Speedy Cha-cha at the crossroad
The top congressional leaders, Senate President Aquilino Pimentel III, Senate Majority Leader Vicente Sotto III, House Speaker Pantaleon Alvarez and House Majority Leader Rodolfo Fariñas agreed a few days ago to discuss “specific models and proposals in the form of actual constitutional provisions [that] hopefully could muster the required number of votes” in each chamber, and, thereafter, to decide on the thorny issues of whether to meet and vote jointly or separately as a constituent assembly (Con-ass).
Speedy House Cha-cha. This agreement is contrary to the earlier stance of the senators that they would not take up Charter change (Cha-cha) at all unless those thorny issues are first resolved.
Recall that the Senate wanted separate sessions, separate voting and one year to finish the Cha-cha, with the plebiscite to coincide with the 2019 midterm elections. Toward this goal, Sen. Panfilo Lacson said the constitutional changes would be taken up as if they were ordinary legislation with the two chambers meeting and voting separately.
Worse, Sen. Bam Aquino asked the Senate to call for a constitutional convention (Con-con) instead of convening a Con-ass. His proposal received enthusiastic support from many constitutionalists and business groups.
However, to call a Con-con, the Constitution requires a “vote of two-thirds of all [the] Members” of Congress, a call that the House of Representatives is not likely to make. Without the House, the two-thirds vote would be impossible to obtain, whether jointly or separately.
On the other hand, the House wanted to fast-track the revisions in three months via the “vote of three-fourths of all the Members” of Congress, voting jointly, with the plebiscite to coincide with the barangay elections in May this year. In fact, it has started its speedy Cha-cha already, even daring to proceed with “House-only” revisions.
According to Alvarez, the constitutional text does not require either chamber “to convene” or “to vote separately.” Neither does it mention “constituent assembly.” All that the Charter says is: “Any amendment to, or revision of, this Constitution may be proposed by: (1) The Congress, upon a vote of three-fourths of all its Members” and nothing more on this point.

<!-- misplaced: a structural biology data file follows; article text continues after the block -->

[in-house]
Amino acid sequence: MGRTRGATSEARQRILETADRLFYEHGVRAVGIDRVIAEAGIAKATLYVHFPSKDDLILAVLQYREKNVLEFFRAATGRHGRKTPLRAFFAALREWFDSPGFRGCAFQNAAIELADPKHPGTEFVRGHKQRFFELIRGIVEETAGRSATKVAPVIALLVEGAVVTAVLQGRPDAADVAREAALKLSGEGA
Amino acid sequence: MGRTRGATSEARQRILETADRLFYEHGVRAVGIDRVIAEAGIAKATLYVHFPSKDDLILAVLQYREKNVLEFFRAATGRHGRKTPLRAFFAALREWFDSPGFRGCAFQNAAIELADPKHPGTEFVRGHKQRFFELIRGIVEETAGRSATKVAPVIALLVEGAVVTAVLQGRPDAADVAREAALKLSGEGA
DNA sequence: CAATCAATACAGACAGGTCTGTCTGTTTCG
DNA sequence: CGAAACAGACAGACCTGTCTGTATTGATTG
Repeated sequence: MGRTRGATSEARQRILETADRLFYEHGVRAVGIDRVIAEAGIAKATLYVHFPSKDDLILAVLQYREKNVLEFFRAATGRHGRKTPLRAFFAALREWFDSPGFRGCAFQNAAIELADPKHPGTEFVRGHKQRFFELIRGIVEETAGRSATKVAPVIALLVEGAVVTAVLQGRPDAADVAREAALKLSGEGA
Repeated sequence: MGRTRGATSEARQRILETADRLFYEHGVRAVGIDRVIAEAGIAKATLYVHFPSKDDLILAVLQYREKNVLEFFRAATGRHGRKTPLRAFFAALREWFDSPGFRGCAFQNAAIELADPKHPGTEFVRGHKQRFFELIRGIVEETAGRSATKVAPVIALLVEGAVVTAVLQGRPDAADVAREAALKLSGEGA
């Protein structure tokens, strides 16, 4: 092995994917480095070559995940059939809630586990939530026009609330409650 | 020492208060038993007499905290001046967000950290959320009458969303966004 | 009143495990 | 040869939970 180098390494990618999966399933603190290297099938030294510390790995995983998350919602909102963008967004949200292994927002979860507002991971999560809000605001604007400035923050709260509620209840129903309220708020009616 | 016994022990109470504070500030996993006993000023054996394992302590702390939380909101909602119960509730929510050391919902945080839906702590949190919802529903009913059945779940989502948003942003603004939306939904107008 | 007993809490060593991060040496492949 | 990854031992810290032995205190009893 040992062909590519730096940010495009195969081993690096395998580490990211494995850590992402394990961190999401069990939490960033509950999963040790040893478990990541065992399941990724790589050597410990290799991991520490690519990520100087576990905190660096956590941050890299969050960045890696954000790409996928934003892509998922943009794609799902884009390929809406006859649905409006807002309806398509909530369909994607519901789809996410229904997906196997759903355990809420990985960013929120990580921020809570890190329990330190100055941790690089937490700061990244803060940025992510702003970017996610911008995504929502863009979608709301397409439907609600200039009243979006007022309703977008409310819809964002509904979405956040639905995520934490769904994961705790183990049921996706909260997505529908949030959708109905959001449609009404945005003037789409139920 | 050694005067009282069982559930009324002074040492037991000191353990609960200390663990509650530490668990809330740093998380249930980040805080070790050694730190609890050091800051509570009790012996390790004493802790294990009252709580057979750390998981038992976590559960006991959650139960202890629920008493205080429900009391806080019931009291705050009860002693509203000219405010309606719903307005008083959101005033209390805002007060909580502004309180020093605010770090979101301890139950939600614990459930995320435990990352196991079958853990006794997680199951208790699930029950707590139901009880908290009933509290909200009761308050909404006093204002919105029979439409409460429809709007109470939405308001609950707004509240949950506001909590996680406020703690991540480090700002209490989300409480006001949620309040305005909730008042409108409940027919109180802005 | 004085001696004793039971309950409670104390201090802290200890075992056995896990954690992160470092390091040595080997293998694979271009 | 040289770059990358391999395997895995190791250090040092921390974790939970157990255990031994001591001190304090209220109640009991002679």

Supreme Court’s role. I believe the Supreme Court cannot force the Senate to join the House in a Con-ass. Neither can it command the House to join the Senate in calling for a Con-con, because the power to propose constitutional changes is “discretionary.” Basic is the rule that the Supreme Court can command the performance only of “ministerial” duties, not of discretionary functions.
But, in a suit for prohibition filed at the proper time, the Supreme Court can rule on the difficult issues of joint or separate voting and of joint or separate sessions. The suit could ask the Court to bar the House from continuing with its “House-only” Cha-cha, or, later, to prohibit the Commission on Elections from conducting a plebiscite on the revisions.
And even if the House concedes to a separate session and separate voting, I think any member of Congress, or any taxpayer, may still sue in the Supreme Court to determine with finality these fundamental issues.
In fact, the suit can be brought even after the separate votes have been counted, to determine whether they could be added “jointly” to reach the required “three-fourths” vote.
However, the suit for declaratory relief (reported by Rappler) filed by lawyer Arturo de Castro may not prosper because the Supreme Court does not have jurisdiction over petitions for declaratory relief.
One final note: On the extreme, assuming that the Senate majority would still refuse to tackle the constitutional changes proposed by the House, the Supreme Court could still decide the validity of such changes especially if some senators attend the House sessions and participate in the deliberations on the proposed changes.
At bottom, the speedy Cha-cha train has reached a vital crossroad. As foretold in my column on Jan. 14 (“What Alvarez wants, Alvarez gets”), only the Supreme Court can direct the Cha-cha express which fork to take if it must maintain its blitz.
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